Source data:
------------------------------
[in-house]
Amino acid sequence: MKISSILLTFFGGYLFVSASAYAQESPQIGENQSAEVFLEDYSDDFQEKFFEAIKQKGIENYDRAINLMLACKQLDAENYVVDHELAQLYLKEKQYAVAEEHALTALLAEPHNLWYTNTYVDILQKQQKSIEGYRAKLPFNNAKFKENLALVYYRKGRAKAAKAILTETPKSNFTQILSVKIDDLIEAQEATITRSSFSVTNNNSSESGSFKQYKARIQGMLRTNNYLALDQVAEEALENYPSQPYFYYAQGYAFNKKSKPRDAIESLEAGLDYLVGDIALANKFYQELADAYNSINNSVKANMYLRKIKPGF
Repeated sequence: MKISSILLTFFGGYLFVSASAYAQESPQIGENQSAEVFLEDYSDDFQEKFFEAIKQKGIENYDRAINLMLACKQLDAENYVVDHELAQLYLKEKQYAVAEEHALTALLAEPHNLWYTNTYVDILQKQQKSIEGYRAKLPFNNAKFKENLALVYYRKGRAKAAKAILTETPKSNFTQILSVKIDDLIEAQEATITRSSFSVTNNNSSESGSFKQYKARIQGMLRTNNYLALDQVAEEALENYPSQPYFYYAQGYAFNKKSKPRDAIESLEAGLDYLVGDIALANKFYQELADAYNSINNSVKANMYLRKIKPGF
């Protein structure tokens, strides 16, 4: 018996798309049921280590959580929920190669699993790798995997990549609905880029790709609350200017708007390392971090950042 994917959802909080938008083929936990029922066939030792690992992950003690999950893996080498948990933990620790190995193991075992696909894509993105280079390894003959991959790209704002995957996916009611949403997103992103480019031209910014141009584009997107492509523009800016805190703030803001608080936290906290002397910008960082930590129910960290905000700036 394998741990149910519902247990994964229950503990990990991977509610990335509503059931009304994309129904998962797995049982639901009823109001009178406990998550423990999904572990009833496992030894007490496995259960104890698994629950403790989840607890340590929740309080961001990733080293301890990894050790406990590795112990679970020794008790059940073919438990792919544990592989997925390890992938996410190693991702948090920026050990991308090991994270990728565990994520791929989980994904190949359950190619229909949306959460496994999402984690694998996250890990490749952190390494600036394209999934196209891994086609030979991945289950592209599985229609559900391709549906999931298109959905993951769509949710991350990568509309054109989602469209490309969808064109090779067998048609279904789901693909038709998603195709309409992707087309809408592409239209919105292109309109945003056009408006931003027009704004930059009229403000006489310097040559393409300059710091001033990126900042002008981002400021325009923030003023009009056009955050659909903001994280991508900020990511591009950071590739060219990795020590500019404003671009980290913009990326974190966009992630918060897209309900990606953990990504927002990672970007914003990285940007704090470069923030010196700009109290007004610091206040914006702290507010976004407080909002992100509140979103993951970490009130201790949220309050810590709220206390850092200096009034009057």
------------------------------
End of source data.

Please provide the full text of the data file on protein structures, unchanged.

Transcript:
[in-house]
Amino acid sequence: MKISSILLTFFGGYLFVSASAYAQESPQIGENQSAEVFLEDYSDDFQEKFFEAIKQKGIENYDRAINLMLACKQLDAENYVVDHELAQLYLKEKQYAVAEEHALTALLAEPHNLWYTNTYVDILQKQQKSIEGYRAKLPFNNAKFKENLALVYYRKGRAKAAKAILTETPKSNFTQILSVKIDDLIEAQEATITRSSFSVTNNNSSESGSFKQYKARIQGMLRTNNYLALDQVAEEALENYPSQPYFYYAQGYAFNKKSKPRDAIESLEAGLDYLVGDIALANKFYQELADAYNSINNSVKANMYLRKIKPGF
Repeated sequence: MKISSILLTFFGGYLFVSASAYAQESPQIGENQSAEVFLEDYSDDFQEKFFEAIKQKGIENYDRAINLMLACKQLDAENYVVDHELAQLYLKEKQYAVAEEHALTALLAEPHNLWYTNTYVDILQKQQKSIEGYRAKLPFNNAKFKENLALVYYRKGRAKAAKAILTETPKSNFTQILSVKIDDLIEAQEATITRSSFSVTNNNSSESGSFKQYKARIQGMLRTNNYLALDQVAEEALENYPSQPYFYYAQGYAFNKKSKPRDAIESLEAGLDYLVGDIALANKFYQELADAYNSINNSVKANMYLRKIKPGF
């Protein structure tokens, strides 16, 4: 018996798309049921280590959580929920190669699993790798995997990549609905880029790709609350200017708007390392971090950042 994917959802909080938008083929936990029922066939030792690992992950003690999950893996080498948990933990620790190995193991075992696909894509993105280079390894003959991959790209704002995957996916009611949403997103992103480019031209910014141009584009997107492509523009800016805190703030803001608080936290906290002397910008960082930590129910960290905000700036 394998741990149910519902247990994964229950503990990990991977509610990335509503059931009304994309129904998962797995049982639901009823109001009178406990998550423990999904572990009833496992030894007490496995259960104890698994629950403790989840607890340590929740309080961001990733080293301890990894050790406990590795112990679970020794008790059940073919438990792919544990592989997925390890992938996410190693991702948090920026050990991308090991994270990728565990994520791929989980994904190949359950190619229909949306959460496994999402984690694998996250890990490749952190390494600036394209999934196209891994086609030979991945289950592209599985229609559900391709549906999931298109959905993951769509949710991350990568509309054109989602469209490309969808064109090779067998048609279904789901693909038709998603195709309409992707087309809408592409239209919105292109309109945003056009408006931003027009704004930059009229403000006489310097040559393409300059710091001033990126900042002008981002400021325009923030003023009009056009955050659909903001994280991508900020990511591009950071590739060219990795020590500019404003671009980290913009990326974190966009992630918060897209309900990606953990990504927002990672970007914003990285940007704090470069923030010196700009109290007004610091206040914006702290507010976004407080909002992100509140979103993951970490009130201790949220309050810590709220206390850092200096009034009057």